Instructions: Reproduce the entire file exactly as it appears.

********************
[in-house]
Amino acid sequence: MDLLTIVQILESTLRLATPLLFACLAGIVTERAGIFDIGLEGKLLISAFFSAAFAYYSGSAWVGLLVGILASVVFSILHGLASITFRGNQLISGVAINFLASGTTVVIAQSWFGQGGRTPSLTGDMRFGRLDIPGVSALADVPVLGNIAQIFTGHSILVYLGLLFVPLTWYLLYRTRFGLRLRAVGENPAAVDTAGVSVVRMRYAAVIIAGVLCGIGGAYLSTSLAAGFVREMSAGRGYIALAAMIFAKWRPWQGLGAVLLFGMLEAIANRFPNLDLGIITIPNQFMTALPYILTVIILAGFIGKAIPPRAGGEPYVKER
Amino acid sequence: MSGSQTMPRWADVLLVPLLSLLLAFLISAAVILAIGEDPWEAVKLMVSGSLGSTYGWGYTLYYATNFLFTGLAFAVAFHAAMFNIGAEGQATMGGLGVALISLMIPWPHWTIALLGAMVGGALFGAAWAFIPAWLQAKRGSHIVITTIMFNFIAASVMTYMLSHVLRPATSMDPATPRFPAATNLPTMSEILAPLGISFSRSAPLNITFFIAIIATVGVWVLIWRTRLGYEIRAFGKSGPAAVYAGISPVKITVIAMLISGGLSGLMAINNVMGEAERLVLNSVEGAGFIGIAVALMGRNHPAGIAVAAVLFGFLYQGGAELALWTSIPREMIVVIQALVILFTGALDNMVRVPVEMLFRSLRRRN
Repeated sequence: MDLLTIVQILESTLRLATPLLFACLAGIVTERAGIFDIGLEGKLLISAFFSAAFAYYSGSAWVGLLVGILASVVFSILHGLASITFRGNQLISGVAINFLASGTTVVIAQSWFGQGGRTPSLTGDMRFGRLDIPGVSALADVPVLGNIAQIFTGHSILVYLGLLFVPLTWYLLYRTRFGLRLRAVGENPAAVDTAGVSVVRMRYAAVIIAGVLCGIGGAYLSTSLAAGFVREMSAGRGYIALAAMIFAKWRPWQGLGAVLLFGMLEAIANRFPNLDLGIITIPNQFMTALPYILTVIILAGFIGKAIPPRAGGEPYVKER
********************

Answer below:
[in-house]
Amino acid sequence: MDLLTIVQILESTLRLATPLLFACLAGIVTERAGIFDIGLEGKLLISAFFSAAFAYYSGSAWVGLLVGILASVVFSILHGLASITFRGNQLISGVAINFLASGTTVVIAQSWFGQGGRTPSLTGDMRFGRLDIPGVSALADVPVLGNIAQIFTGHSILVYLGLLFVPLTWYLLYRTRFGLRLRAVGENPAAVDTAGVSVVRMRYAAVIIAGVLCGIGGAYLSTSLAAGFVREMSAGRGYIALAAMIFAKWRPWQGLGAVLLFGMLEAIANRFPNLDLGIITIPNQFMTALPYILTVIILAGFIGKAIPPRAGGEPYVKER
Amino acid sequence: MSGSQTMPRWADVLLVPLLSLLLAFLISAAVILAIGEDPWEAVKLMVSGSLGSTYGWGYTLYYATNFLFTGLAFAVAFHAAMFNIGAEGQATMGGLGVALISLMIPWPHWTIALLGAMVGGALFGAAWAFIPAWLQAKRGSHIVITTIMFNFIAASVMTYMLSHVLRPATSMDPATPRFPAATNLPTMSEILAPLGISFSRSAPLNITFFIAIIATVGVWVLIWRTRLGYEIRAFGKSGPAAVYAGISPVKITVIAMLISGGLSGLMAINNVMGEAERLVLNSVEGAGFIGIAVALMGRNHPAGIAVAAVLFGFLYQGGAELALWTSIPREMIVVIQALVILFTGALDNMVRVPVEMLFRSLRRRN
Repeated sequence: MDLLTIVQILESTLRLATPLLFACLAGIVTERAGIFDIGLEGKLLISAFFSAAFAYYSGSAWVGLLVGILASVVFSILHGLASITFRGNQLISGVAINFLASGTTVVIAQSWFGQGGRTPSLTGDMRFGRLDIPGVSALADVPVLGNIAQIFTGHSILVYLGLLFVPLTWYLLYRTRFGLRLRAVGENPAAVDTAGVSVVRMRYAAVIIAGVLCGIGGAYLSTSLAAGFVREMSAGRGYIALAAMIFAKWRPWQGLGAVLLFGMLEAIANRFPNLDLGIITIPNQFMTALPYILTVIILAGFIGKAIPPRAGGEPYVKER